After the cold reviews, the movie was surrounded by a cult trying to get the original version on VHS cassettes. In 1999, it was decided to release a Director’s Cut version on the DVD. For 10 months, warehouses were searched for the longest version of uncut movie. Finally, a 113-minute version was found in a container labelled RSA (Ridley Scott Associates). The movie was released on DVD in May 2002 under the name of “Legend: Ultimate Edition” and it is a completely different movie. If you haven’t seen this version, you haven’t seen the movie. It doesn’t look like a movie made 20 years ago. Scenes which are vital to the tone of the film and the meaning of the story, as well as the sumptuous original soundtrack recorded with a full orchestra have been restored.
Even Tom Cruise apparently wasn’t happy with the American cut of the film and wouldn’t talk about it for years because of it. He very much encouraged fans to go with the Director’s Cut. As he also felt the Director’s Cut was far superior, and became one of his favourite films.
About the movie… – It’s gonna be LEGEN – wait for it – DARY
In general Ridley Scott’s “Legend” is a visually beautiful piece work that makes a fantastic fantasy movie. The only problem is that it seems like it missed its target. The main characters are sweet and naive, but not bearable for young children. Unfortunately the movie as a whole is too dark, grotesque and cheap for such an audience.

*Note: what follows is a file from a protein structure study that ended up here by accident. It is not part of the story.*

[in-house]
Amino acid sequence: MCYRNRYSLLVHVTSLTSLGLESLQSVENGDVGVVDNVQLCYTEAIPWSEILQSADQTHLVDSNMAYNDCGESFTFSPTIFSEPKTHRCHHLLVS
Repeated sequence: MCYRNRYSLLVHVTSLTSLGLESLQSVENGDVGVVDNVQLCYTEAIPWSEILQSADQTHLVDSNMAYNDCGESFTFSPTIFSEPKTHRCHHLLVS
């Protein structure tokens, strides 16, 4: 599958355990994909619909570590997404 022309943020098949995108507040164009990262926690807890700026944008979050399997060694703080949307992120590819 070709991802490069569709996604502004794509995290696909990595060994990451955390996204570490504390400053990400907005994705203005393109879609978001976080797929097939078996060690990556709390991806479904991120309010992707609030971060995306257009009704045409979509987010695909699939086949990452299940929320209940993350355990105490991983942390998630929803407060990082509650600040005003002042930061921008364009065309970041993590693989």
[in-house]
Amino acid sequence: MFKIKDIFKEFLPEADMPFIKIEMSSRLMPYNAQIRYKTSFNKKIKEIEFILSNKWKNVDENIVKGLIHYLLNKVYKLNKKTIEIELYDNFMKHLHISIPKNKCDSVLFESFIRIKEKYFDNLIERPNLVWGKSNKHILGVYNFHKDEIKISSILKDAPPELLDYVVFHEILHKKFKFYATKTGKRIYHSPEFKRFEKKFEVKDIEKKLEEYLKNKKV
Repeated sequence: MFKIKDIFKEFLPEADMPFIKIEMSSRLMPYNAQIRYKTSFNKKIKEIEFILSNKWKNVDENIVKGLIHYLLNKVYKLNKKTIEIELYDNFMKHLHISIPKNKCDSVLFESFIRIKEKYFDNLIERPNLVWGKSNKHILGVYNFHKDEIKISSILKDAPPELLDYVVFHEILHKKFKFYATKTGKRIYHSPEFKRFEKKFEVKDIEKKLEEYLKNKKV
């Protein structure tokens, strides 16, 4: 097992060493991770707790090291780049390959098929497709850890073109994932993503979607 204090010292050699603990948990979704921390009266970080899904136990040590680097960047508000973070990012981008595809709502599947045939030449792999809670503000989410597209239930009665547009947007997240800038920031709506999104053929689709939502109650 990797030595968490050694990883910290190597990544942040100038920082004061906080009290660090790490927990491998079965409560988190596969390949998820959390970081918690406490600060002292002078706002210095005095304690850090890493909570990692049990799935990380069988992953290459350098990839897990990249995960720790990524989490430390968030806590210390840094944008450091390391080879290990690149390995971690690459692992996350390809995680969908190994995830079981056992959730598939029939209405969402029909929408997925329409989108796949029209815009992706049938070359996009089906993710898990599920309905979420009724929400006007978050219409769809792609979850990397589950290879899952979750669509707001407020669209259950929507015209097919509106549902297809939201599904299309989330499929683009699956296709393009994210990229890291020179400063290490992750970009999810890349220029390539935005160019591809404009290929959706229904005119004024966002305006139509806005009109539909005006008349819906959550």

This magical fantasy takes place in the world of goblins and gnomes, where the lord of Darkness wants to destroy daylight and to create eternal night. To do this, the demon wants to kill the last two unicorns by removing their horns and marrying a fairy princess. His people manage to kill one of them and kidnap princess Lily. Her beloved Jack an adventurous forest dweller together with his elven allies, the spirit of the forest Gump and his friends set off on the trip to save Lily and prevent the last unicorn from being killed.
Something about the performances. A very young Tom Cruise is excellent as the hero and Tim Curry as the Lord of Darkness is remarkable. In fact, his costume and voice alone are worth the cost of renting or buying the DVD. Mia Sara actually plays two different versions of her character, both brilliantly. This was her first role and she made the performance of her career. The elves and fairies, both good and evil, are incredibly real-looking and believable.
What must be said is that special effects as well as make-up in the movie’s display time stood at a very high level. Today, some effects (like Blix and Pox look) are no longer so impressive and may now seem comical and artificial. Another story is with the magical forest, or the seat of the ruler of darkness, which is still incredibly realistic. Another asset is the characterization of the ruler of darkness played by Tim Curry looking extremely effective.
Funny fact – the sound of the unicorns at play is actually a recording of humpback whales.
All in all ‘Legend’ didn’t rock the cinema world but it is wort watching on a rainy Sunday afternoon for some light entertainment.